Big game gets hype. Big game comes out. No one seems to care. Big game flops. Life moves on. Except, these days, when all that happens, the big game still usually has a few months’ worth of DLC to drop. If that DLC is good, it’s a shame that so few people will play it.
Watch Dogs 2, a game with great open-world gameplay, a weird hipster-hacker tone, and a whole lot of undertow from people bitter about its inferior predecessor, had some good DLC that you probably missed.
It has the kind of DLC that doesn’t necessarily make headlines, because it’s not some sort of classic expansion that’s so good it should be its own game, à la the anti-slavery “Freedom Cry” adventure originally appended to Assassin’s Creed IV. It’s instead the kind of DLC that riffs—the kind that uses the gap in time between when the main game comes out and the add-on arrives to assume that the player has become really familiar with the game’s formula and is ready for some tweaks.
You can see the DLC-as-riff approach in the post-release offerings for 2015’s Rise of the Tomb Raider. The roll-out offered more of the same Rise of the Tomb Raider via the Baba Yaga DLC. But it also offered a different Rise of the Tomb Raider in the form of a survival mode, a non-violent side-story called Blood Ties, and even a weird challenge mode with random puzzles called Cold Darkness.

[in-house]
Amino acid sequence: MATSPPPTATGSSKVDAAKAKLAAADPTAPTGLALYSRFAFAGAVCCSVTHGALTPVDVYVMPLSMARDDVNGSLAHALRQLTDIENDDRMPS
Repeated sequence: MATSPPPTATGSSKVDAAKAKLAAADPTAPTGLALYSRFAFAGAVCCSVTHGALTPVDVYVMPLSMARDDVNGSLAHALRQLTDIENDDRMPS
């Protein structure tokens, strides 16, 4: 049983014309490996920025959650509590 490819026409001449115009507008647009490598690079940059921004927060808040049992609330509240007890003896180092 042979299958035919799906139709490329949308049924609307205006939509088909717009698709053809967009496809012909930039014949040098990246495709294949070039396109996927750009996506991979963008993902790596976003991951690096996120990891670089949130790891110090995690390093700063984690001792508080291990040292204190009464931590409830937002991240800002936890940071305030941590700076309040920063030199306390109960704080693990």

Watch Dogs 2 had two expansions, one called Human Conditions, the other No Compromise. Both added several more missions to the open-world game, which was already stuffed with things to do.
Human Conditions came out three months after the base game was released. It was marketed as featuring the return of Jordi Chin, a character from the original game. More interesting was a questline involving a self-driving car from Nudle, the game’s version of Google. In the fiction of the game, the self-driving car reads the rider’s biometrics, relates that to their “life score” and then secretly decides, in the event of a possible crash, whether to save the rider or the other people outside of the car who might’ve been killed in the crash. The car endeavors to keep the people with the best life scores alive. It’s a clever conceit that of course our heroic hackers expose, but not before they have to steal the car themselves.
Human Conditions’ best riff on the game’s formula occurs during the climactic theft of the car. Watch Dogs 2, which is built on the open-world Grand Theft Auto formula, features plenty of driving missions. It also features a lot of hacking challenges, which usually involve node-connecting puzzles that are laid out in a wide variety of ways: across virtual computer screens or across the sides of buildings, across bridge trusses or maybe spread out on a floor. To steal the car, you first sneak into a TV studio, where the car is being featured. You get the car, turn it on, and, because it is self-driving, it launches you out into the city streets. The cops pursue.